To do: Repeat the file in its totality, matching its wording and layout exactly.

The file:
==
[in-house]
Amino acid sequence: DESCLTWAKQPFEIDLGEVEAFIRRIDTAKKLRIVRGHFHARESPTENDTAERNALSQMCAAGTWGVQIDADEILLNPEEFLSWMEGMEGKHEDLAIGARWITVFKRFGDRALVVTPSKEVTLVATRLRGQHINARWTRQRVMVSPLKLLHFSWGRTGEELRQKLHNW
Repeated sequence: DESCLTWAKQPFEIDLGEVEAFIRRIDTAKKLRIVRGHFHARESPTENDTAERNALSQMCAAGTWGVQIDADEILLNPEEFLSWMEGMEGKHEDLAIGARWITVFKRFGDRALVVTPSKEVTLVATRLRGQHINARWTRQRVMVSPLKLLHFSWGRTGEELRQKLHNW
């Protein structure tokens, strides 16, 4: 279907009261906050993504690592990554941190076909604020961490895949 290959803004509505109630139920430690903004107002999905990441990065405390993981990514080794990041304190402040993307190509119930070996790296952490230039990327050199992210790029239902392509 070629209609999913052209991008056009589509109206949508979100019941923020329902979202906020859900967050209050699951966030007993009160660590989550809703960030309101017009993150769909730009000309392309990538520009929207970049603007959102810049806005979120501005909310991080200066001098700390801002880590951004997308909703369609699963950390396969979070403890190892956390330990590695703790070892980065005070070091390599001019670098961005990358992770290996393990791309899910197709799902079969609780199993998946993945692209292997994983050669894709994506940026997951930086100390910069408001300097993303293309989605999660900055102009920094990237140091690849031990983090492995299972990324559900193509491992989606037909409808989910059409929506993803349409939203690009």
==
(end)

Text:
[in-house]
Amino acid sequence: DESCLTWAKQPFEIDLGEVEAFIRRIDTAKKLRIVRGHFHARESPTENDTAERNALSQMCAAGTWGVQIDADEILLNPEEFLSWMEGMEGKHEDLAIGARWITVFKRFGDRALVVTPSKEVTLVATRLRGQHINARWTRQRVMVSPLKLLHFSWGRTGEELRQKLHNW
Repeated sequence: DESCLTWAKQPFEIDLGEVEAFIRRIDTAKKLRIVRGHFHARESPTENDTAERNALSQMCAAGTWGVQIDADEILLNPEEFLSWMEGMEGKHEDLAIGARWITVFKRFGDRALVVTPSKEVTLVATRLRGQHINARWTRQRVMVSPLKLLHFSWGRTGEELRQKLHNW
């Protein structure tokens, strides 16, 4: 279907009261906050993504690592990554941190076909604020961490895949 290959803004509505109630139920430690903004107002999905990441990065405390993981990514080794990041304190402040993307190509119930070996790296952490230039990327050199992210790029239902392509 070629209609999913052209991008056009589509109206949508979100019941923020329902979202906020859900967050209050699951966030007993009160660590989550809703960030309101017009993150769909730009000309392309990538520009929207970049603007959102810049806005979120501005909310991080200066001098700390801002880590951004997308909703369609699963950390396969979070403890190892956390330990590695703790070892980065005070070091390599001019670098961005990358992770290996393990791309899910197709799902079969609780199993998946993945692209292997994983050669894709994506940026997951930086100390910069408001300097993303293309989605999660900055102009920094990237140091690849031990983090492995299972990324559900193509491992989606037909409808989910059409929506993803349409939203690009």